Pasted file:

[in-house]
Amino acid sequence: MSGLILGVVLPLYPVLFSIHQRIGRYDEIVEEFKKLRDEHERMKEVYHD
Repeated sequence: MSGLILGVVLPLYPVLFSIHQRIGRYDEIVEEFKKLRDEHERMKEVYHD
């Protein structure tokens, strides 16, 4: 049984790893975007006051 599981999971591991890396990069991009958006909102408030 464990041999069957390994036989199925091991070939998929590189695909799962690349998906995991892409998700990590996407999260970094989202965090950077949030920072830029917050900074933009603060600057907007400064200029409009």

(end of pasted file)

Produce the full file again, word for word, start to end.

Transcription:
[in-house]
Amino acid sequence: MSGLILGVVLPLYPVLFSIHQRIGRYDEIVEEFKKLRDEHERMKEVYHD
Repeated sequence: MSGLILGVVLPLYPVLFSIHQRIGRYDEIVEEFKKLRDEHERMKEVYHD
């Protein structure tokens, strides 16, 4: 049984790893975007006051 599981999971591991890396990069991009958006909102408030 464990041999069957390994036989199925091991070939998929590189695909799962690349998906995991892409998700990590996407999260970094989202965090950077949030920072830029917050900074933009603060600057907007400064200029409009």